The2nd meeting of the Special Subcommittee on Energy was held on Thursday, December 7, 2000, at 10:00 AM, in Room 327 of the Capitol. Representative Thomas McKee, Chair, called the meeting to order, and the secretary called the roll.
Members:Representative Thomas McKee, Chair; Senators David Boswell, Alice Kerr, Marshall Long, Vernie McGaha, and Joey Pendleton; Representatives Royce Adams, Eddie Ballard, Buddy Buckingham, Dwight Butler, Bob DeWeese, J. R. Gray, Tommy Turner, and Charles Walton.
Guests:† Becky Barnes, John Patterson, Commercial Mobile Radio Service (CMRS) Emergency Telecommunications Board; Kip Bowmar, Kentucky Association for Community Action; Martin Huelsman and Debbie Eversole, Public Service Commission (PSC); Jerry Deaton, Municipal Electric Power Assoc. of KY. (MEPAK); Hank List; Mark Dempsy, American Electric Power (AEP); John McCarthy; John Cooper, BellSouth Cellular; Ron England, Cynthiana-Harrison County E911; Eric Gregory, East Kentucky Power; Russ Cave, Verizon.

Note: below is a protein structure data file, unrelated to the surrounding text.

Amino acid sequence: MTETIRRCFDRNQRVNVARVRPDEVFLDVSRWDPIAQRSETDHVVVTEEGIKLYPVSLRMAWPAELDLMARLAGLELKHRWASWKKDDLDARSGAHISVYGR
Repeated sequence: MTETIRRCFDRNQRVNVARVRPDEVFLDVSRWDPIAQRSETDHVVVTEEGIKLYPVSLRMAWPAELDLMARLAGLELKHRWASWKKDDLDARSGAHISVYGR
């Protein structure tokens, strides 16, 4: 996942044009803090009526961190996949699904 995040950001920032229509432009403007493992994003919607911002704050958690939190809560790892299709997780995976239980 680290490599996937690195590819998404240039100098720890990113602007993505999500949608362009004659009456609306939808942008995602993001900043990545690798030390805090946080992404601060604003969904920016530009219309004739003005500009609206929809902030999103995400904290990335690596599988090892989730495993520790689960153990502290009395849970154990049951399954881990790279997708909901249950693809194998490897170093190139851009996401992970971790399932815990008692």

LRC Staff:† D.Todd Littlefield, Dan Risch, Tanya Monsanto, and Sheri Mahan
Upon motion made by Senator Boswell, seconded by Representative Gray, the minutes of the previous meeting were approved as written.
Rebecca Barnes, from the office of House Majority Whip Joe Barrows, spoke on the history, the background, and the provisions of the 1998 legislation creating the Commercial Mobile Radio Service (CMRS) Emergency Telecommunications Board. The board was created in 1998 to administer a fund to be used to upgrade the ability of emergency responders and wireless phone carriers to locate emergency 911 calls from wireless phones. Representative Ballard asked about the current balance in the fund, which was about $13.9 million. Representative DeWeese and Representative Walton asked questions which were deferred so that Mr. Patterson could respond.